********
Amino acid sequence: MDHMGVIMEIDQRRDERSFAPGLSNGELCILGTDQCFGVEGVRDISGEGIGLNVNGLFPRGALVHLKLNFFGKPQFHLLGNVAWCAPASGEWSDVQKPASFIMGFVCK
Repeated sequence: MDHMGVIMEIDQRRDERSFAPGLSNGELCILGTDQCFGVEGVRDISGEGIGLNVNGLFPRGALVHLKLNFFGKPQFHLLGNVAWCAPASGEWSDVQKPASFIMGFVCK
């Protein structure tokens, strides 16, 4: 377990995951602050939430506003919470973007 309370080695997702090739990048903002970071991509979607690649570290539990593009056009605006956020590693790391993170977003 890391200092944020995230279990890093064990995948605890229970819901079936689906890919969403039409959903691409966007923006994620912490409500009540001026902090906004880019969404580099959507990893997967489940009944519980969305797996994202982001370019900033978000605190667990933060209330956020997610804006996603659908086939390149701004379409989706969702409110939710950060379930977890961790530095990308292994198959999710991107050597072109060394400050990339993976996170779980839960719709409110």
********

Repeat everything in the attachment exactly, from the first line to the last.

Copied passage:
Amino acid sequence: MDHMGVIMEIDQRRDERSFAPGLSNGELCILGTDQCFGVEGVRDISGEGIGLNVNGLFPRGALVHLKLNFFGKPQFHLLGNVAWCAPASGEWSDVQKPASFIMGFVCK
Repeated sequence: MDHMGVIMEIDQRRDERSFAPGLSNGELCILGTDQCFGVEGVRDISGEGIGLNVNGLFPRGALVHLKLNFFGKPQFHLLGNVAWCAPASGEWSDVQKPASFIMGFVCK
């Protein structure tokens, strides 16, 4: 377990995951602050939430506003919470973007 309370080695997702090739990048903002970071991509979607690649570290539990593009056009605006956020590693790391993170977003 890391200092944020995230279990890093064990995948605890229970819901079936689906890919969403039409959903691409966007923006994620912490409500009540001026902090906004880019969404580099959507990893997967489940009944519980969305797996994202982001370019900033978000605190667990933060209330956020997610804006996603659908086939390149701004379409989706969702409110939710950060379930977890961790530095990308292994198959999710991107050597072109060394400050990339993976996170779980839960719709409110």